DUCT’s Lysistrata is a comedic masterpiece as the women of Greece try to stop the Peloponnesian war, abstaining from sex as they attempt to drive the men insane, which is unsurprisingly effective.
Giving Lysistrata the unrestrained anger and sarcasm we all wish to use when men make stupid decisions in power, Iz McGrady held a power within her role which permeated the play. Whilst the rest of the cast were strong, her performance was nuanced as it meandered between comedic and held real weight behind her words. She still retained the comedic value throughout however, as did the rest of the cast. Here, Eleanor Storey became more of an asset as the show continued, her stage presence increased, and her delivery was one of the strongest amongst the cast. Sometimes, for others, it would stray into the melodramatic whereas Storey toed the line, often making her performance.
The male cast were just as strong, even if they weren’t necessarily given the roles which allowed them to show their range. They were meant to be perceived as over-exaggerated and ridiculous, which the actors exploited to its full effect. Jacob Freda’s “scene” allowed him to fully overdo everything the play allowed him to as he gave a performance heavily, heavily laden with innuendo and was one of the comedic highlights of the night.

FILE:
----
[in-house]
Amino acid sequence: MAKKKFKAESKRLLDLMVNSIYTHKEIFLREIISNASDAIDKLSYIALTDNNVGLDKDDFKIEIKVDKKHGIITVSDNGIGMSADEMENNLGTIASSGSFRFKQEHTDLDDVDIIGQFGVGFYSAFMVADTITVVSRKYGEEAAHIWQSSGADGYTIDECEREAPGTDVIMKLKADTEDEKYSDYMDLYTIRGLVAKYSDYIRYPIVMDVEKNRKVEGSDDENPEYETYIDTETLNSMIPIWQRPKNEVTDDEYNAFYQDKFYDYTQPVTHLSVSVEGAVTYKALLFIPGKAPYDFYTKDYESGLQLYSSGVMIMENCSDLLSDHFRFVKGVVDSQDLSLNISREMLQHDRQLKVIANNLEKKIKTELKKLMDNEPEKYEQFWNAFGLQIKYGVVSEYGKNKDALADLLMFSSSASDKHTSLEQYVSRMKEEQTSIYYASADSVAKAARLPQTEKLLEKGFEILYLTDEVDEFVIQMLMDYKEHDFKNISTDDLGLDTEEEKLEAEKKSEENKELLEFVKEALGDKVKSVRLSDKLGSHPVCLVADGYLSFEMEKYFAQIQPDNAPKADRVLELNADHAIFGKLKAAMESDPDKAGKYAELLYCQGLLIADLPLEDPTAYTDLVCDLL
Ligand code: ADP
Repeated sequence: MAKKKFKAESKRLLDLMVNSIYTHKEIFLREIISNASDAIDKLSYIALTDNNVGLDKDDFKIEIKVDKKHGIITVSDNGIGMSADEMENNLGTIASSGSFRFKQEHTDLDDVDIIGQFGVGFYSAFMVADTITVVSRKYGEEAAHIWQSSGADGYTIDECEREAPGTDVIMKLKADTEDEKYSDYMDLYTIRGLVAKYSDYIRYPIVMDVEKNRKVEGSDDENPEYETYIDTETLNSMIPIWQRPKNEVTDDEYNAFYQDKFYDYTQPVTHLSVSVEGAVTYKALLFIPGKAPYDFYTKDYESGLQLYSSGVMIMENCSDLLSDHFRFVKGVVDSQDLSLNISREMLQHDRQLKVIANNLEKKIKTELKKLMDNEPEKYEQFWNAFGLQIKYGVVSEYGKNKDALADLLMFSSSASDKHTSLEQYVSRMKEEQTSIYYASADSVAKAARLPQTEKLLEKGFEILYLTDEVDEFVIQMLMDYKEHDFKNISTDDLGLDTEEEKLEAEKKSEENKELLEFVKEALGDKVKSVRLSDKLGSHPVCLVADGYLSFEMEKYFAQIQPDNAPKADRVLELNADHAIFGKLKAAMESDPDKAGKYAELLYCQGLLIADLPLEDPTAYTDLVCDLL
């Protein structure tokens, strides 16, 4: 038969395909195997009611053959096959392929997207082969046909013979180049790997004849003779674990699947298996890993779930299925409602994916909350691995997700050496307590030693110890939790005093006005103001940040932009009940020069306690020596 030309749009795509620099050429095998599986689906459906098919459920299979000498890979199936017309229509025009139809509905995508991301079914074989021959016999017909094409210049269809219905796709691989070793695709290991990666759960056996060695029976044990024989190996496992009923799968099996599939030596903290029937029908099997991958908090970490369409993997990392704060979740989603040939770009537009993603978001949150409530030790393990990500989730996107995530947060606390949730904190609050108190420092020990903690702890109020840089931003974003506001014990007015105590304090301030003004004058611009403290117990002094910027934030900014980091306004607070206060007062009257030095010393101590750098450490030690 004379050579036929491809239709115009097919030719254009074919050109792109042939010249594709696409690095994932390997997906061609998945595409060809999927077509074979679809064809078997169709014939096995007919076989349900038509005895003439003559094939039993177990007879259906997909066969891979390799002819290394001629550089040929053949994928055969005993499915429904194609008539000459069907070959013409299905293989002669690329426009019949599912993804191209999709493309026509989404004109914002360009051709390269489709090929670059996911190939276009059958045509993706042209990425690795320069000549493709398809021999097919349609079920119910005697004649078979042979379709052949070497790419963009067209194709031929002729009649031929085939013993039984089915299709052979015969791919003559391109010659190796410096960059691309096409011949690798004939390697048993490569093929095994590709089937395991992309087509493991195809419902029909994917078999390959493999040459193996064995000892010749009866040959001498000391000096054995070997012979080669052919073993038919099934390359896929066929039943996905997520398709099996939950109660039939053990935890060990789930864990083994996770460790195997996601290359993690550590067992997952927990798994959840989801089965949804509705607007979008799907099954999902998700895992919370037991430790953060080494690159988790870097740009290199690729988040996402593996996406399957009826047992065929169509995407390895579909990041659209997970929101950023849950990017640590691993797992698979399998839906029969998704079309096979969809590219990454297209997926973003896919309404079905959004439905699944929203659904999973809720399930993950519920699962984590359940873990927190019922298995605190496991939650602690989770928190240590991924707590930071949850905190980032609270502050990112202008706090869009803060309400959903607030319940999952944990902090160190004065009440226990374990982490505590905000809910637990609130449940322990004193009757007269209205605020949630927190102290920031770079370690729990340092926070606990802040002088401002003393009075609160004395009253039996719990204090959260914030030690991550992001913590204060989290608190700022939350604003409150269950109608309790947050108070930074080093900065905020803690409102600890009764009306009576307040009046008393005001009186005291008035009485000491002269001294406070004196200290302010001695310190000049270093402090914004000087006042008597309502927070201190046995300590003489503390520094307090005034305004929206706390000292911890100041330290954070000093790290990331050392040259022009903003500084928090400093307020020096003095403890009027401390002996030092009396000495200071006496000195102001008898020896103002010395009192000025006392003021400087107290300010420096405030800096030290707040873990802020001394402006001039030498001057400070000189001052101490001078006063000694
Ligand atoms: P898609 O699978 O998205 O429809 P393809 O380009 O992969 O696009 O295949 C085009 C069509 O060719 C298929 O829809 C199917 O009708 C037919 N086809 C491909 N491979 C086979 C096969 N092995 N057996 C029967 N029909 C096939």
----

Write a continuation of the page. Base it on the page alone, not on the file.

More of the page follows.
In the face of the script, the actors’ use of a “massive cup” and “flame” were hilarious. Often, in student theatre, resources are limited, and it was clever twist to show awareness of their lack of means and use it to enhance the production. Sophie Boddington’s direction in general here was clever, as the actors used the space. Their movements over-the-top, their acting expressing horror and the fight scenes being just as much fun for the audience to feel involved in as to watch. In the small space of Alington House, as the actors interacted with the crowd, it created the essence of you being in the crowd watching it happen. It effectively broke down the audience-actor boundary which can feel quite awkward in such a small space.
Although as feminist as an Ancient Greek playwright can get, the production only exaggerated this further and it was fun to watch female sexuality being placed in prize position over the male’s for once. A crowded performance, in which some slightly awkward dancing at the end and undecided closure would be its only downfall, Lysistrata provides an hour of fun in a quirky take on Aristophanes’ classical play.
Lysistrata is on at 2pm and 7.30pm, Saturday 24th November, at Alington House Community Association.